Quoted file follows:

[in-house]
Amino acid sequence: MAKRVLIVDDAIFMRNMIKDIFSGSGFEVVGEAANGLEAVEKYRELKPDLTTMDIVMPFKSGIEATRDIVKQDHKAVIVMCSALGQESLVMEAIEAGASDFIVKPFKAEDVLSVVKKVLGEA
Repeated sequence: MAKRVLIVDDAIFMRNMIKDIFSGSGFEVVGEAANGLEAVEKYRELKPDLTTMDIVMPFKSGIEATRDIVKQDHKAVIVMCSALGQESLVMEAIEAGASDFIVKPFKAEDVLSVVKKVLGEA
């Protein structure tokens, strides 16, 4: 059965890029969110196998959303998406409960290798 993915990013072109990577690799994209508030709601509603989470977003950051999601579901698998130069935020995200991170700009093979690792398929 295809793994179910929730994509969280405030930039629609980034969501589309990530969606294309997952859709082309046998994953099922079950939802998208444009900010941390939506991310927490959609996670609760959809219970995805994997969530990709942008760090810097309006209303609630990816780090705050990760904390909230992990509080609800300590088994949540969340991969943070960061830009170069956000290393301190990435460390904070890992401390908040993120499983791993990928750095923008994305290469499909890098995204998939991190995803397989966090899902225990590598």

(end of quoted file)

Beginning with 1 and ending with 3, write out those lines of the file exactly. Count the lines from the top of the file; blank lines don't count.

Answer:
[in-house]
Amino acid sequence: MAKRVLIVDDAIFMRNMIKDIFSGSGFEVVGEAANGLEAVEKYRELKPDLTTMDIVMPFKSGIEATRDIVKQDHKAVIVMCSALGQESLVMEAIEAGASDFIVKPFKAEDVLSVVKKVLGEA
Repeated sequence: MAKRVLIVDDAIFMRNMIKDIFSGSGFEVVGEAANGLEAVEKYRELKPDLTTMDIVMPFKSGIEATRDIVKQDHKAVIVMCSALGQESLVMEAIEAGASDFIVKPFKAEDVLSVVKKVLGEA